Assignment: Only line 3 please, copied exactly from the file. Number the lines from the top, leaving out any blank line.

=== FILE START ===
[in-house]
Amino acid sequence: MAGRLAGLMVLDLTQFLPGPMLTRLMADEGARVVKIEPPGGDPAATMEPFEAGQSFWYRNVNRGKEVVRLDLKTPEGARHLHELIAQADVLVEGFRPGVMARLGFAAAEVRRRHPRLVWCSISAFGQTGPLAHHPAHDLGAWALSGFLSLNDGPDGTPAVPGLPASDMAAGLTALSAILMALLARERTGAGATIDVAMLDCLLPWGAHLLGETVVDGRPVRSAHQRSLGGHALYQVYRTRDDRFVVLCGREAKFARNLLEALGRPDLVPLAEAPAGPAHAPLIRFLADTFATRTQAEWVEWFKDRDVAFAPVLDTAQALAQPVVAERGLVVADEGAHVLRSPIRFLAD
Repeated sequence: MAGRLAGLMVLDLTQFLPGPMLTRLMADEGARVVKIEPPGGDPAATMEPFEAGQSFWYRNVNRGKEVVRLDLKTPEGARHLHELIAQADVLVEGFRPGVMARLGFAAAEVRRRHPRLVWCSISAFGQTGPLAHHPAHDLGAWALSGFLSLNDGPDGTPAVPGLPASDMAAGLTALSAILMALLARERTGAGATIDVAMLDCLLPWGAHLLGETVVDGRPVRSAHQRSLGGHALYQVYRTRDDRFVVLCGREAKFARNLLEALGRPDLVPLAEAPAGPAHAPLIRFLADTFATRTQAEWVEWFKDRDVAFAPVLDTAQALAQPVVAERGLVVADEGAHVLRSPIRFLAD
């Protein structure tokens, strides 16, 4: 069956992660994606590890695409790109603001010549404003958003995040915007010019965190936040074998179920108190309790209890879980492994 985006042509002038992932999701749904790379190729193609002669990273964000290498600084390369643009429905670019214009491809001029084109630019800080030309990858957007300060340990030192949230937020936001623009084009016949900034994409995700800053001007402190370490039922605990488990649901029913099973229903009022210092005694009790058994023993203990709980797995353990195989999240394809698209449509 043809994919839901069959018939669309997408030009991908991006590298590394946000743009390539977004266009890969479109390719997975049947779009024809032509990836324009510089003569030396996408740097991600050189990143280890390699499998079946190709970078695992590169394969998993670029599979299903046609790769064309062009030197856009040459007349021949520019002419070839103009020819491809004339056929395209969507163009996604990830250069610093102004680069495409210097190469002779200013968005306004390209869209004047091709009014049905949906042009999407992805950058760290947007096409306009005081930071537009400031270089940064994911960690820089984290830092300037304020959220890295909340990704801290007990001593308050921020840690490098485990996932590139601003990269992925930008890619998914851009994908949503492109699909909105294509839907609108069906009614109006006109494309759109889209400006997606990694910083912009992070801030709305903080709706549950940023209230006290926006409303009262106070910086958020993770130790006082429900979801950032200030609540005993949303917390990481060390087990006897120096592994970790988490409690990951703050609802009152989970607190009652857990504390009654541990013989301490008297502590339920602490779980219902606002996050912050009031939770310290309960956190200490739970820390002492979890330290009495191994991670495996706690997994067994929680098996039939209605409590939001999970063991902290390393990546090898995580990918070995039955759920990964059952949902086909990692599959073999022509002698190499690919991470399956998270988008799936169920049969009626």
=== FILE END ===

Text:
Repeated sequence: MAGRLAGLMVLDLTQFLPGPMLTRLMADEGARVVKIEPPGGDPAATMEPFEAGQSFWYRNVNRGKEVVRLDLKTPEGARHLHELIAQADVLVEGFRPGVMARLGFAAAEVRRRHPRLVWCSISAFGQTGPLAHHPAHDLGAWALSGFLSLNDGPDGTPAVPGLPASDMAAGLTALSAILMALLARERTGAGATIDVAMLDCLLPWGAHLLGETVVDGRPVRSAHQRSLGGHALYQVYRTRDDRFVVLCGREAKFARNLLEALGRPDLVPLAEAPAGPAHAPLIRFLADTFATRTQAEWVEWFKDRDVAFAPVLDTAQALAQPVVAERGLVVADEGAHVLRSPIRFLAD